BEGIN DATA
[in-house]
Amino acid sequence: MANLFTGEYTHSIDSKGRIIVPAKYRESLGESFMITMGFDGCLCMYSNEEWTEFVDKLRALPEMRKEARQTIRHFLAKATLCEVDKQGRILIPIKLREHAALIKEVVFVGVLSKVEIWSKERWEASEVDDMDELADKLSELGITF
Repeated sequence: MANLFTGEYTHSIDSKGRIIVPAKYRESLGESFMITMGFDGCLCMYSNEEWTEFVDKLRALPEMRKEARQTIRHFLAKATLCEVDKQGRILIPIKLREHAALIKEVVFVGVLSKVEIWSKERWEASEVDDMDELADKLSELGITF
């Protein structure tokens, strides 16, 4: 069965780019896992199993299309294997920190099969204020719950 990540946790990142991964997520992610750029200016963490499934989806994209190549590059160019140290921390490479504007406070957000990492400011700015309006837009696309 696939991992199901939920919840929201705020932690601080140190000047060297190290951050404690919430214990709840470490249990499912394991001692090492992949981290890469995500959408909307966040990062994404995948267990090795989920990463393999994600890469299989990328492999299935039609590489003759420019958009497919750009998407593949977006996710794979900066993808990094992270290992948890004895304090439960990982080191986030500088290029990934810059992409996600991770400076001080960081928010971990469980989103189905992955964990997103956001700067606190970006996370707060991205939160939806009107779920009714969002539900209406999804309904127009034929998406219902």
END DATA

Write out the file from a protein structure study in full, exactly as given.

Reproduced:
[in-house]
Amino acid sequence: MANLFTGEYTHSIDSKGRIIVPAKYRESLGESFMITMGFDGCLCMYSNEEWTEFVDKLRALPEMRKEARQTIRHFLAKATLCEVDKQGRILIPIKLREHAALIKEVVFVGVLSKVEIWSKERWEASEVDDMDELADKLSELGITF
Repeated sequence: MANLFTGEYTHSIDSKGRIIVPAKYRESLGESFMITMGFDGCLCMYSNEEWTEFVDKLRALPEMRKEARQTIRHFLAKATLCEVDKQGRILIPIKLREHAALIKEVVFVGVLSKVEIWSKERWEASEVDDMDELADKLSELGITF
């Protein structure tokens, strides 16, 4: 069965780019896992199993299309294997920190099969204020719950 990540946790990142991964997520992610750029200016963490499934989806994209190549590059160019140290921390490479504007406070957000990492400011700015309006837009696309 696939991992199901939920919840929201705020932690601080140190000047060297190290951050404690919430214990709840470490249990499912394991001692090492992949981290890469995500959408909307966040990062994404995948267990090795989920990463393999994600890469299989990328492999299935039609590489003759420019958009497919750009998407593949977006996710794979900066993808990094992270290992948890004895304090439960990982080191986030500088290029990934810059992409996600991770400076001080960081928010971990469980989103189905992955964990997103956001700067606190970006996370707060991205939160939806009107779920009714969002539900209406999804309904127009034929998406219902």